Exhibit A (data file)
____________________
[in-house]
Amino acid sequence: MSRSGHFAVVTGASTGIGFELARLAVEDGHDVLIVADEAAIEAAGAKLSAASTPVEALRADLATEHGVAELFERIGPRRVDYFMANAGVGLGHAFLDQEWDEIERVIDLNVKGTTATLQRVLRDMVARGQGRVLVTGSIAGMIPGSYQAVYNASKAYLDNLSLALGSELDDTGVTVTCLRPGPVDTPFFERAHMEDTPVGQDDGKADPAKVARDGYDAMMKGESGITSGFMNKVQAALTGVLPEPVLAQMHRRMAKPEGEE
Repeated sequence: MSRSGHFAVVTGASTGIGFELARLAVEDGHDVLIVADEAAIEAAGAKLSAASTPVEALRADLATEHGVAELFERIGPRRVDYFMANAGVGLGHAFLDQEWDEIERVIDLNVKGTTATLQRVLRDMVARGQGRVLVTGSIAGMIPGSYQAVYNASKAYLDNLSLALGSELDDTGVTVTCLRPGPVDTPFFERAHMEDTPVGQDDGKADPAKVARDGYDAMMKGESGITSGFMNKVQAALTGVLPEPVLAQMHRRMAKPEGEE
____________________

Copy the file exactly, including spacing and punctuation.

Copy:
[in-house]
Amino acid sequence: MSRSGHFAVVTGASTGIGFELARLAVEDGHDVLIVADEAAIEAAGAKLSAASTPVEALRADLATEHGVAELFERIGPRRVDYFMANAGVGLGHAFLDQEWDEIERVIDLNVKGTTATLQRVLRDMVARGQGRVLVTGSIAGMIPGSYQAVYNASKAYLDNLSLALGSELDDTGVTVTCLRPGPVDTPFFERAHMEDTPVGQDDGKADPAKVARDGYDAMMKGESGITSGFMNKVQAALTGVLPEPVLAQMHRRMAKPEGEE
Repeated sequence: MSRSGHFAVVTGASTGIGFELARLAVEDGHDVLIVADEAAIEAAGAKLSAASTPVEALRADLATEHGVAELFERIGPRRVDYFMANAGVGLGHAFLDQEWDEIERVIDLNVKGTTATLQRVLRDMVARGQGRVLVTGSIAGMIPGSYQAVYNASKAYLDNLSLALGSELDDTGVTVTCLRPGPVDTPFFERAHMEDTPVGQDDGKADPAKVARDGYDAMMKGESGITSGFMNKVQAALTGVLPEPVLAQMHRRMAKPEGEE